Spatial Data Accuracy: Precision vs. Accuracy, Standards and Need for Accuracy (Especially for GATE-Geospatial 2022)

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Discussions of location errors naturally lead to the topic of spatial data accuracy standards, which are based on the comparison between recorded locations of features and their locations on the ground or higher-accuracy data sources. As users of spatial data, we typically do not conduct the testing of location errors but rely on published standards in evaluating data accuracy. Spatial data accuracy standards have evolved as maps have changed from printed to digital format.

Difference between Precision and Accuracy

In mapped data, precision refers to placement whereas accuracy refers to classification.

Spatial Data Accuracy

Data accuracy should not be confused with data precision. Spatial data accuracy measures how close the recorded location of a spatial feature is to its ground location, whereas data precision measures how exactly the location is recorded. Distance may be measured with decimal digits or rounded off to the nearest meter or foot. Likewise, numbers can be stored in the computer as integers or floating points.

Floating-point numbers can be single precision with 7 significant digits or double precision with up 15 significant digits. The number of significant digits used in data recording expresses the precision of a recorded location.

Spatial Data Accuracy Standards

  • In the United States, the development of spatial data accuracy standard has gone through three phases. Revised and adopted in 1947, the U. S. National Map Accuracy Standard (NMAS) sets the accuracy standard for published maps such as topographic maps from the U. S. Geological Survey (USGS) (U. S. Bureau of the Budget 1947) . The standards for horizontal accuracy require that no more than 10 percent of the well-defined map points tested shall be more than 1/30 inch (0.085 centimeter) at scales larger than 1: 20,000, and 1/50 inch (0.051 centimeter) at scales of 1: 20,000 or smaller.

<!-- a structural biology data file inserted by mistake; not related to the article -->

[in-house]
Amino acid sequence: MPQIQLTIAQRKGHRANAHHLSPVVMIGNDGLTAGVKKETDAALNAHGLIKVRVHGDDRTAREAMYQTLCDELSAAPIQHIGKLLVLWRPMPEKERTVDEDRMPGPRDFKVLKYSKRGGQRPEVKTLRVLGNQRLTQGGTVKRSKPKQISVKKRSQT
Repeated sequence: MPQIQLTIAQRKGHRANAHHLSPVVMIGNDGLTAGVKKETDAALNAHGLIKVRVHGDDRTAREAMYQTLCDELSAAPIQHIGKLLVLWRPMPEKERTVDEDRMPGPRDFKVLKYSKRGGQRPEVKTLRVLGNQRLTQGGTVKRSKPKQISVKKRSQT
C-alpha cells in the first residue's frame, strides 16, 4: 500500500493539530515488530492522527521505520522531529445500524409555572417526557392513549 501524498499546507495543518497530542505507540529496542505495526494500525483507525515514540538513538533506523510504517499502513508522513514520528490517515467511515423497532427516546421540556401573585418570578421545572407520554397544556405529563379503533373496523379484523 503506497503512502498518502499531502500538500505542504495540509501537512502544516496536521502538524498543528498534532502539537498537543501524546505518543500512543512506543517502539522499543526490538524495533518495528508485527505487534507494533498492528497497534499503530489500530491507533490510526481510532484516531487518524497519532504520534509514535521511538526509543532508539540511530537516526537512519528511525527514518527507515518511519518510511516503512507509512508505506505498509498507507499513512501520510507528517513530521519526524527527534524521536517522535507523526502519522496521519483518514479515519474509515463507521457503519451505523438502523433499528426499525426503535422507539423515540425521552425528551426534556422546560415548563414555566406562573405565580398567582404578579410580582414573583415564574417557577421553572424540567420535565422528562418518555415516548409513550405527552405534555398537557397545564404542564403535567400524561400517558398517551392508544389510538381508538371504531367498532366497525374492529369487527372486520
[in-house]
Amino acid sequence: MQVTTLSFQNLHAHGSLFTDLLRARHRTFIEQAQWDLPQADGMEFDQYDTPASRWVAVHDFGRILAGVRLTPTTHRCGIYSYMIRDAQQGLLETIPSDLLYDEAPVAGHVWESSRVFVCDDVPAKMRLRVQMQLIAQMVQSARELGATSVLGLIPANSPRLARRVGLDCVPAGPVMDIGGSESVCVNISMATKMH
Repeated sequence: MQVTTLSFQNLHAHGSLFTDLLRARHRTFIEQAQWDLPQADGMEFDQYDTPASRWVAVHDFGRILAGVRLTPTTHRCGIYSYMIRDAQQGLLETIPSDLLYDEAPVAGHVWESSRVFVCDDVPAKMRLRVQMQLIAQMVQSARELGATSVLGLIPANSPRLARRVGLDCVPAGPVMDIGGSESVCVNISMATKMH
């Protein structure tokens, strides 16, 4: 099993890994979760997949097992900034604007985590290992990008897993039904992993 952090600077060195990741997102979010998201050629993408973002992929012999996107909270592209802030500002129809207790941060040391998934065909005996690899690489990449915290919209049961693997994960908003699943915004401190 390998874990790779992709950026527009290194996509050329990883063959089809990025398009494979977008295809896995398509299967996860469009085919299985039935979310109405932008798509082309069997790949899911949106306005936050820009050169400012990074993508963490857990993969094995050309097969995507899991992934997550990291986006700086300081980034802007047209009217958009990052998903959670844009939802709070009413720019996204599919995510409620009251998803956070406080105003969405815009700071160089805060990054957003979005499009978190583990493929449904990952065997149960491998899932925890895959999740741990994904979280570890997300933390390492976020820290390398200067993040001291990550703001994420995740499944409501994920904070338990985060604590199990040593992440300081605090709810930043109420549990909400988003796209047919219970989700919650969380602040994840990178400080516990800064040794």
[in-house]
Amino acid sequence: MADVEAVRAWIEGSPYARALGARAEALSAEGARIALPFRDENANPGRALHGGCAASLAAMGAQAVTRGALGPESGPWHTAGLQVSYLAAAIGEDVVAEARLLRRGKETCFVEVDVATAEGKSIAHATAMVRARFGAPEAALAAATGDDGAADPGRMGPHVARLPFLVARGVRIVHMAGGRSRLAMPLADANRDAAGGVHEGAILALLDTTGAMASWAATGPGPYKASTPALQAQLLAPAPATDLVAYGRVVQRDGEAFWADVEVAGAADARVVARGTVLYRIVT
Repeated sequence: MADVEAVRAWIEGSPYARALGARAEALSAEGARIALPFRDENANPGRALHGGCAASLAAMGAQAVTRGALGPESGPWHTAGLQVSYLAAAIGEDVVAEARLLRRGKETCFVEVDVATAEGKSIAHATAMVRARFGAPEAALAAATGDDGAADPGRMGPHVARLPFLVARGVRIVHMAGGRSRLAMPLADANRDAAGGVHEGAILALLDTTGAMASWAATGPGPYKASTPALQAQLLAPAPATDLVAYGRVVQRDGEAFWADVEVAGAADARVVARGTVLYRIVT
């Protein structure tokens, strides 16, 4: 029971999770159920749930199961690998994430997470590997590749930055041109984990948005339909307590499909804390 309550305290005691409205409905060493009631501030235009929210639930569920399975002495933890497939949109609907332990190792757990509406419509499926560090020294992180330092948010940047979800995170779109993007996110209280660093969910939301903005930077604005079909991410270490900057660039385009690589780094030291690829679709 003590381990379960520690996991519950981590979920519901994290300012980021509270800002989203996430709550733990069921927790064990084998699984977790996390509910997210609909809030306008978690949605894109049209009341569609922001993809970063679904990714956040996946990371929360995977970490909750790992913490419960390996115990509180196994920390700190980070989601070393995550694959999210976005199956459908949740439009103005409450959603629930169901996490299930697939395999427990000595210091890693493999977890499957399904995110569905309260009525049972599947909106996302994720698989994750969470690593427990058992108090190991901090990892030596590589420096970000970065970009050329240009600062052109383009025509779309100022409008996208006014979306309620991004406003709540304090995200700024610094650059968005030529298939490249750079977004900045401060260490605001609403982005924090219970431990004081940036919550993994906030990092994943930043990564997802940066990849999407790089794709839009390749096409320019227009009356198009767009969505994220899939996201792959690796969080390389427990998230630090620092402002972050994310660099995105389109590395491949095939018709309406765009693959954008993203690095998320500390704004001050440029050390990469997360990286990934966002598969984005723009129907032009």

• In 1990 the American Society for Photogrammetry and Remote Sensing (ASPRS) published accuracy standards for large-scale maps (American Society for Photogrammetry and Remote Sensing 1990) . The ASPRS defines the horizontal accuracy in terms of the root mean square (RMS) error, instead of fixed threshold values. The RMS error measures deviations between coordinates values on a map and coordinate values from an independent source of higher accuracy for identical points.

Understanding Aspects of Accuracy

GIS builders and users must understand:

  • Impact of data accuracy
  • Details of spatial data accuracy
  • Spatial data accuracy needs

Need for High Accuracy

  • Realistic, useable representation of data
  • For local government, facilities management, utility, and other applications
  • Large scale applications can be conducted
  • Maps and decision-making information reliable
  • Data can be aligned and easily integrated
  • Survey data and GIS data can be input directly
  • High accuracy data saves expense for many operations

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